Configure the 802.11u General Parameters as per your environment, add a domain (this is what our HS2.0 profile will be looking for to see if there is a valid service available) and add a realm (this is where we specify our EAP type).
After configuring the realm we need to specify an EAP type for it, click on the realm name and add EAP-TTLS. Once you’ve added the EAP type we need to specify an authentication method, in our case that will be Inner EAP Auth – EAP TTLS.
The only thing that remains to do now is to enable Hotspot 2.0 on the WLAN profile, from the WLANs tab use the blue arrow to the right of the profile and select Hotspot 2.0. Next simply enable HS2.0 and configure some WAN bandwidth parameters if you want to.
Step 2 – Using Apple Configurator to create a HS2.0 profile:
Apple provides a nice application that you can use to create a profile containing the authentication information required for your HS2.0 network.
There are two simple ways to get the profile onto the device once you’ve created it, either attaching it via USB to a computer or by sending the profile to the device as an email attachment, I will use the latter for this guide.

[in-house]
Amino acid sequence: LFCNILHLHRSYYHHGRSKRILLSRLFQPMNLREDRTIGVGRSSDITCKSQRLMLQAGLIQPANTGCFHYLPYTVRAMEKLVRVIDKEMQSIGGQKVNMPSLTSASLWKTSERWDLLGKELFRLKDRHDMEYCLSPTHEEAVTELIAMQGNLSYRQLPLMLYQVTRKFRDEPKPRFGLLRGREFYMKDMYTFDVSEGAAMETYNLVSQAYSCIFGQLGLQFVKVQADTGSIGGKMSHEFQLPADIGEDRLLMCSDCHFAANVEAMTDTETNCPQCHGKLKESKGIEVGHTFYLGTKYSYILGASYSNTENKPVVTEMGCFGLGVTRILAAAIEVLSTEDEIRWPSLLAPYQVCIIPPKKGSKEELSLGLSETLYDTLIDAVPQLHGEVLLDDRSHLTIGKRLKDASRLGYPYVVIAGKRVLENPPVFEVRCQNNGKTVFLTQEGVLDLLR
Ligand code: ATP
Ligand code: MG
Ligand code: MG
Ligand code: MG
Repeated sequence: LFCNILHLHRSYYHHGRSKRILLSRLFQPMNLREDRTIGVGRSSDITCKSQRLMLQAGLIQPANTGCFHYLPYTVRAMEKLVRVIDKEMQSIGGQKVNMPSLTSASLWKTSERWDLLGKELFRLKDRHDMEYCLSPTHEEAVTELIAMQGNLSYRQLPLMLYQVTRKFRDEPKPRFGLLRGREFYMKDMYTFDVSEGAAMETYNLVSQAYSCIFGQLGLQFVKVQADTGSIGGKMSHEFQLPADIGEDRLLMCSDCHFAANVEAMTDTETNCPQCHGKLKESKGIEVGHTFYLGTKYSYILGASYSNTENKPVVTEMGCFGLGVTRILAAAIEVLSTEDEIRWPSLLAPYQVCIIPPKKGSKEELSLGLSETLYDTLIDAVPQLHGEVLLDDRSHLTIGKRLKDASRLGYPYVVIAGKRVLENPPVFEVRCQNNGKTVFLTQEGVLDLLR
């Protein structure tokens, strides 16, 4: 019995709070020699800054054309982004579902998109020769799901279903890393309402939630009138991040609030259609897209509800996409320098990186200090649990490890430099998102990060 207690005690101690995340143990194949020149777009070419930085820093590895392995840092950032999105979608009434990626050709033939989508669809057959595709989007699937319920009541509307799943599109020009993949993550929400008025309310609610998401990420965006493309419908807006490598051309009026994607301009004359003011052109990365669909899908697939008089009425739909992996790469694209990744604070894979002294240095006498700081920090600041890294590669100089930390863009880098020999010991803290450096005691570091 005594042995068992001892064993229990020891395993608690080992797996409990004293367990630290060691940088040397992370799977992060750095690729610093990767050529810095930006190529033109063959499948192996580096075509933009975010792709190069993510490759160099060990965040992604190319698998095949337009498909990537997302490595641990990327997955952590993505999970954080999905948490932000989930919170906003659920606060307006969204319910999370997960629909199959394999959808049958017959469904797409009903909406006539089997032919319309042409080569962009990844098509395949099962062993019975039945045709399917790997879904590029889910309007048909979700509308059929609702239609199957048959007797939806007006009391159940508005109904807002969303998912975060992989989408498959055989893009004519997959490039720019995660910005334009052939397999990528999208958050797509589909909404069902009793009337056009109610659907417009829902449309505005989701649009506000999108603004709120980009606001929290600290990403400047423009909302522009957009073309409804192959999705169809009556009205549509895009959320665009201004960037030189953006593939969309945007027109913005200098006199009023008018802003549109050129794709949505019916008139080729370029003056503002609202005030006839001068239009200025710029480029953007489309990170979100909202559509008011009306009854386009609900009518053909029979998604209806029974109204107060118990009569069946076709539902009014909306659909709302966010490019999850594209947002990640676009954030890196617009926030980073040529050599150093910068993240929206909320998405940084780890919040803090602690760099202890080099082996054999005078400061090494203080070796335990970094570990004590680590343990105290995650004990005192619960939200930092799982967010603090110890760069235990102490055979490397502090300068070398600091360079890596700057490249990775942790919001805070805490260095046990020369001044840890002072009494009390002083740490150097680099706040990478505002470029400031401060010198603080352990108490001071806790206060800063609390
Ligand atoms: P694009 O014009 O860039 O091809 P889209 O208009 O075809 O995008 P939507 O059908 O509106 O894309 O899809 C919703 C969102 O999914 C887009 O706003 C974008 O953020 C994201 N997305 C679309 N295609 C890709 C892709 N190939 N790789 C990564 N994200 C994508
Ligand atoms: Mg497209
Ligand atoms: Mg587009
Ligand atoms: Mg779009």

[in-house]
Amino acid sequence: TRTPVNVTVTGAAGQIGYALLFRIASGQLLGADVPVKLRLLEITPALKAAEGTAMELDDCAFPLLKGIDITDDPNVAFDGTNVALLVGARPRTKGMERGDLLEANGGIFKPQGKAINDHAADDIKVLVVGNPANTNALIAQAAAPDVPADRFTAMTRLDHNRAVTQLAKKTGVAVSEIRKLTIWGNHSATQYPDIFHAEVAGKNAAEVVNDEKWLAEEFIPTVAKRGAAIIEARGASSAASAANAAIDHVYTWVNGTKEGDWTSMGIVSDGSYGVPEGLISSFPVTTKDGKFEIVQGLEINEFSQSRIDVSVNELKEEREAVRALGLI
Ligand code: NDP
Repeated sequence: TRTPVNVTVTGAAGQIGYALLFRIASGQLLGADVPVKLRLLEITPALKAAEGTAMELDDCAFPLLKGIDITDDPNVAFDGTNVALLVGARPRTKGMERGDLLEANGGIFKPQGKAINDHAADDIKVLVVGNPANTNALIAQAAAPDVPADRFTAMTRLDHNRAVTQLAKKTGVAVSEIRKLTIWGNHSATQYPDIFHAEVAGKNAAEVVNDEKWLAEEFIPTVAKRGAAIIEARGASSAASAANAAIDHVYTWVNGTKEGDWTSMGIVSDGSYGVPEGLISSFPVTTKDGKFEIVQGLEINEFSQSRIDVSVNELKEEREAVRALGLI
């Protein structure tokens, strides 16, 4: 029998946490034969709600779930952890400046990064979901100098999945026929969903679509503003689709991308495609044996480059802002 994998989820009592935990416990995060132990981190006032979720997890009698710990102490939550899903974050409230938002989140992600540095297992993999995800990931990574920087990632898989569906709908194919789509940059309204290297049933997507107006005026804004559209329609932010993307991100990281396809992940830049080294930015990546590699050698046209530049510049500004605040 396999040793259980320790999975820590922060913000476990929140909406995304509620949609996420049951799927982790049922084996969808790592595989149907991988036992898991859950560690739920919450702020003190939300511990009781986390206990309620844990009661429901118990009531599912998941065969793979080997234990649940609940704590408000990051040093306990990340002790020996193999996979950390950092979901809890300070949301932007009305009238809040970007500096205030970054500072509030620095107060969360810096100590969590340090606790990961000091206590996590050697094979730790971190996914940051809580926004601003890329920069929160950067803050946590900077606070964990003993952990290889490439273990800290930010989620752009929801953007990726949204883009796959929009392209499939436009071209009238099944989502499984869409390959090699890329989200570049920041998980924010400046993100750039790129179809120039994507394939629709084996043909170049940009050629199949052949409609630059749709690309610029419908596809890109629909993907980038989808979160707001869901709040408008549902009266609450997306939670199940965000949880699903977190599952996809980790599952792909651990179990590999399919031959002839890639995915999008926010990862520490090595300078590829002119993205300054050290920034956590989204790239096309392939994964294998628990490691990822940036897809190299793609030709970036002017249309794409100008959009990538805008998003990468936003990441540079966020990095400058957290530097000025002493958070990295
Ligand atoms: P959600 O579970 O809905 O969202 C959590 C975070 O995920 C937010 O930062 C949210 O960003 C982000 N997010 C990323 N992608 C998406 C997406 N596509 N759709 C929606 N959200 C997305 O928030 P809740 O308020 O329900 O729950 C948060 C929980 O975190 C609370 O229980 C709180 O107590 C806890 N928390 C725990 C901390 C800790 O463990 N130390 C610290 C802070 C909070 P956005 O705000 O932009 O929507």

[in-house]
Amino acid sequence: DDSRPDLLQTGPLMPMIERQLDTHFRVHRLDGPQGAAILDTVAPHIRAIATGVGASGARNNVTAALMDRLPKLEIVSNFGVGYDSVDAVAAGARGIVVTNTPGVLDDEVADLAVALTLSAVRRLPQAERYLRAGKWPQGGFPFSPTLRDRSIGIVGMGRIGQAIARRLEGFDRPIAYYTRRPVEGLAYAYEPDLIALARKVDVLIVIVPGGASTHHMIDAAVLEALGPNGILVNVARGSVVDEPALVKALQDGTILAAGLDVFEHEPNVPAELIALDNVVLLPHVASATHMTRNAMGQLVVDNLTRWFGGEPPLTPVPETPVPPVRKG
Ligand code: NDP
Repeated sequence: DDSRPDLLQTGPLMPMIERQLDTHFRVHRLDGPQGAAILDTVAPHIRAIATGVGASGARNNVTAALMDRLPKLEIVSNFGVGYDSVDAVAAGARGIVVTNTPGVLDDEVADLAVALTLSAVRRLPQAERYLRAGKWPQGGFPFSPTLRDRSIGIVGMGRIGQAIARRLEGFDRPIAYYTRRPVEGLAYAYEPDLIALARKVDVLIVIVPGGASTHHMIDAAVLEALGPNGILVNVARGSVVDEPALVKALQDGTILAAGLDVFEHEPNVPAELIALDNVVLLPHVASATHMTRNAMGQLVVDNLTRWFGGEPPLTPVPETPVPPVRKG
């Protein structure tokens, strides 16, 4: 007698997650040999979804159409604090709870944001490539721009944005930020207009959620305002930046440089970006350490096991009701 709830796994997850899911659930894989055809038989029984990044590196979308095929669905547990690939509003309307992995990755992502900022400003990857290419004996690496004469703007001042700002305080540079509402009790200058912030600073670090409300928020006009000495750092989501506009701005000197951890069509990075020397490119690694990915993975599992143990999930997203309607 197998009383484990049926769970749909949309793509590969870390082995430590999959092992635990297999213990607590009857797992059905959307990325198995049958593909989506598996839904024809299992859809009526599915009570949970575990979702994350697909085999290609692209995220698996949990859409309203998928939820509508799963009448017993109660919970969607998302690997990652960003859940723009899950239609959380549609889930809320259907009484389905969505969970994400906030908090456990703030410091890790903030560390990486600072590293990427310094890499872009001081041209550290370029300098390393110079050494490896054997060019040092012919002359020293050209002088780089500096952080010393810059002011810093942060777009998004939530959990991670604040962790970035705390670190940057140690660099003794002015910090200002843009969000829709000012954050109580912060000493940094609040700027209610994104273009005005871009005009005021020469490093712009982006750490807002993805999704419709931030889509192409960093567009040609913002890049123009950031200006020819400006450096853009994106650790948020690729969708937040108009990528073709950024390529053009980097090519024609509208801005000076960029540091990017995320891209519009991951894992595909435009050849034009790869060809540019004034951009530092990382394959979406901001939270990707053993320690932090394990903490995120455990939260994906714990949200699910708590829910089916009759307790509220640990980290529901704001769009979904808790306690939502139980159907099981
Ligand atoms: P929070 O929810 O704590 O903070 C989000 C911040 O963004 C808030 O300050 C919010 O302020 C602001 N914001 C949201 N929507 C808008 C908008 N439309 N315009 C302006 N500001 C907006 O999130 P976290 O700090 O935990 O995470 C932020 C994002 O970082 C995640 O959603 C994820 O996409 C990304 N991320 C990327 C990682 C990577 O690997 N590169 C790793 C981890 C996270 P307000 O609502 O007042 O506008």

Inside the configurator select “Supervise” and then “all devices” and use the small + button to create a new profile.
Under the “General” settings area of the new profile fill in some of the required details and give the profile a name, after that is done we will want to import our certificate for our auth server so we can add it to the WiFi profile later on.
If you’re using the pfSense RADIUS package with the built in cert manager go to System > Cert Manager to export them.
Now configure a WiFi profile with the following settings:
- Enable auto join.